If these rumors turn out to be true, perhaps it would not be all that terrible. Maybe even positive. Allow me to elaborate. Concerning His Excellency, Bishop McElroy, ascending to Metropolitan of Washington DC, I’m not sure it really matters anymore. After the last few elections, presidential and congressional, Washington DC has become less and less influential. Half of the country wants little to do with DC, politically, and are increasingly turning their attention to local- and state-level politics (no to mention one’s neighborhood and family), which are far more important to them, and where they can have far more effect. The conservative and intelligent Cardinal in DC has chosen to not be particularly vocal in the Church on a national level, and has shied away from direct confrontations with the politicians in DC. He has decreased the significance of his post in terms of the wider Church in America. Bishop McElroy would be taking a position in a diocese that is not as significant and influential as it was, and in a town where he will be a hero to politicians whom are hated by half of the nation. One would be far more influential and significant as bishop of, say, Madison, where one could actually make a difference among people who are more likely to pay attention. Besides, there is no guarantee that he would be a cardinal anyway, since giving the red hat to large dioceses seems passe in the current pontificate. As for the second rumor, since when did “promoting up and out” a cardinal make him more dangerous? Given the snickering among liberals when Cardinal Burke was “promoted up and out” to the Vatican, I’m not sure they would have all that much to celebrate if Cardinal Cupich goes to Rome. It would also eliminate his impact on Chicago, which would be a relief to not a small number, I’m sure.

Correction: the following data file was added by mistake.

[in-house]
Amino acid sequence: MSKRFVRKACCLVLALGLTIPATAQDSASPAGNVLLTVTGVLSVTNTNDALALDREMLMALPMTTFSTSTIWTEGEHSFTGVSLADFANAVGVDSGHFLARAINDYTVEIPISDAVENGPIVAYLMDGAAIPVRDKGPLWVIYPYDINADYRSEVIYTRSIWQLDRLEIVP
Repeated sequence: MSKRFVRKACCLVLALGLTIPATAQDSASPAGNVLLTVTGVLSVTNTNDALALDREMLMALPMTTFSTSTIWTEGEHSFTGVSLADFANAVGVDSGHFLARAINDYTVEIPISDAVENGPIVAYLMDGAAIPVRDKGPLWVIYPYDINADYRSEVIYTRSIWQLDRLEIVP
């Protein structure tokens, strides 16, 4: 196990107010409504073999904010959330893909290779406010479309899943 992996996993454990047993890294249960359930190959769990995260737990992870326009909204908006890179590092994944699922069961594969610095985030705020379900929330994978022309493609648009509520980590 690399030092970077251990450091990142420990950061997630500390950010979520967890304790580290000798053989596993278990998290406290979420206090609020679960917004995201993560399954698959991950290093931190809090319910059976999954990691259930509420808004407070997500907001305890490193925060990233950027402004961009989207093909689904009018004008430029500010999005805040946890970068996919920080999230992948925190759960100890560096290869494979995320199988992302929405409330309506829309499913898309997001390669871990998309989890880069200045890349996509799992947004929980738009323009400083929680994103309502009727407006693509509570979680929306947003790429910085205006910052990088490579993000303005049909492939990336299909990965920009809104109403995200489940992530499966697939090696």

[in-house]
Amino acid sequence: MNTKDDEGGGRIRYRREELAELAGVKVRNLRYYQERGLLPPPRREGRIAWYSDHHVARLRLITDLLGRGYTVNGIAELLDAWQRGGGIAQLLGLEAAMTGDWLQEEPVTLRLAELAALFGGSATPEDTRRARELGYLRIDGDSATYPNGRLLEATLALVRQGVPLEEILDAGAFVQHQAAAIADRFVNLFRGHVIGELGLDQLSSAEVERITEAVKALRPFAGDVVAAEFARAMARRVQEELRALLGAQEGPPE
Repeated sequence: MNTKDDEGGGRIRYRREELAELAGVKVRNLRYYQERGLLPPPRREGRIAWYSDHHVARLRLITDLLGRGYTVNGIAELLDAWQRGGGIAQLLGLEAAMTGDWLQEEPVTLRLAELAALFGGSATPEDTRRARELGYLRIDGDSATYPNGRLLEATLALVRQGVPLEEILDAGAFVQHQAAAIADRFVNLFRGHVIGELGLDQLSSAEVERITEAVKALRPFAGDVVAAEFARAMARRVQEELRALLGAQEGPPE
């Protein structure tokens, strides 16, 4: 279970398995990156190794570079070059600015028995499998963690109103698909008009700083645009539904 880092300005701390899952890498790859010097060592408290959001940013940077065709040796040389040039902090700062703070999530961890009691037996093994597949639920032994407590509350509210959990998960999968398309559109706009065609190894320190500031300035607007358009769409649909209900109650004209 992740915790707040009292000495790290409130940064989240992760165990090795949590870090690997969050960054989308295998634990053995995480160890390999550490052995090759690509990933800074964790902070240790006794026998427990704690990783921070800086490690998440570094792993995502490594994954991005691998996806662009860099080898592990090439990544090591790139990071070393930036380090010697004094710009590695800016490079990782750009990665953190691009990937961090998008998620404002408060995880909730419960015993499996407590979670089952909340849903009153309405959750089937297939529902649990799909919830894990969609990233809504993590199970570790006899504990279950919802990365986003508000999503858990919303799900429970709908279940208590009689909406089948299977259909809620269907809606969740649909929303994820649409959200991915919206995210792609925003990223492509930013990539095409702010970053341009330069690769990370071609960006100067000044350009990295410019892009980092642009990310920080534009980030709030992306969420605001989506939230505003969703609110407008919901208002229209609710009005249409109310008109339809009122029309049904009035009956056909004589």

6. graytown says:

    I would think at least a few of the faithful in San Diego would give the Bishop a hearty send off

  7. rdb says:

    As someone more familiar than most with the process here in the US, the first rule given to the apostolic nuncio is the rejection of any candidates put forth by “culture warrior” or traditional bishops (Chaput,Dolan, Sample). Second, a preference for men from the ideological left. Then, if they can’t be found, then bland administrators with an expertise in canon law.
    The result is a return to the uncertain, bland, beige Catholicism of the 1970s.

    This is only my impression, but my guess is that McElroy will not go to DC. That may be left to Weurl to decide and I would think he has others in mind.

  8. CharlesOConnell says: